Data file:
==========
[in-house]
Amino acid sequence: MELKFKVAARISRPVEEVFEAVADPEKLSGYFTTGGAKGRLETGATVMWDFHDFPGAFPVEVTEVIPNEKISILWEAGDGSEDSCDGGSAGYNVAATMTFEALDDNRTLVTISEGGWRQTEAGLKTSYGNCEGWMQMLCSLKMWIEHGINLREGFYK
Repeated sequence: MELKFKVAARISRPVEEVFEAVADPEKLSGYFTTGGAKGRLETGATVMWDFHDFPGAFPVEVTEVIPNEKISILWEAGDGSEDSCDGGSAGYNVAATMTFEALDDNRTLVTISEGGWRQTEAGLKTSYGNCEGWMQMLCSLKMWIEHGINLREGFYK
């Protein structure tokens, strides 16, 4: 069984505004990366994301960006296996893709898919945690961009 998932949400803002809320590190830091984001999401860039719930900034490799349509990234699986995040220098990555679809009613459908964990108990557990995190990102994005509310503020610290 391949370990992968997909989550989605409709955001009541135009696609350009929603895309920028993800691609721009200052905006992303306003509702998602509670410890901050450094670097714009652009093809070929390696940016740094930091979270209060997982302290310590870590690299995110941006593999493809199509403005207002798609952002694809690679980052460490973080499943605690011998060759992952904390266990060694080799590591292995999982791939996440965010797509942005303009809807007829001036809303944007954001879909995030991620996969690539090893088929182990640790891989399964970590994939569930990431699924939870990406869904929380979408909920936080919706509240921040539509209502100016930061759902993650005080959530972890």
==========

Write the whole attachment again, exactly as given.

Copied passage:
[in-house]
Amino acid sequence: MELKFKVAARISRPVEEVFEAVADPEKLSGYFTTGGAKGRLETGATVMWDFHDFPGAFPVEVTEVIPNEKISILWEAGDGSEDSCDGGSAGYNVAATMTFEALDDNRTLVTISEGGWRQTEAGLKTSYGNCEGWMQMLCSLKMWIEHGINLREGFYK
Repeated sequence: MELKFKVAARISRPVEEVFEAVADPEKLSGYFTTGGAKGRLETGATVMWDFHDFPGAFPVEVTEVIPNEKISILWEAGDGSEDSCDGGSAGYNVAATMTFEALDDNRTLVTISEGGWRQTEAGLKTSYGNCEGWMQMLCSLKMWIEHGINLREGFYK
């Protein structure tokens, strides 16, 4: 069984505004990366994301960006296996893709898919945690961009 998932949400803002809320590190830091984001999401860039719930900034490799349509990234699986995040220098990555679809009613459908964990108990557990995190990102994005509310503020610290 391949370990992968997909989550989605409709955001009541135009696609350009929603895309920028993800691609721009200052905006992303306003509702998602509670410890901050450094670097714009652009093809070929390696940016740094930091979270209060997982302290310590870590690299995110941006593999493809199509403005207002798609952002694809690679980052460490973080499943605690011998060759992952904390266990060694080799590591292995999982791939996440965010797509942005303009809807007829001036809303944007954001879909995030991620996969690539090893088929182990640790891989399964970590994939569930990431699924939870990406869904929380979408909920936080919706509240921040539509209502100016930061759902993650005080959530972890």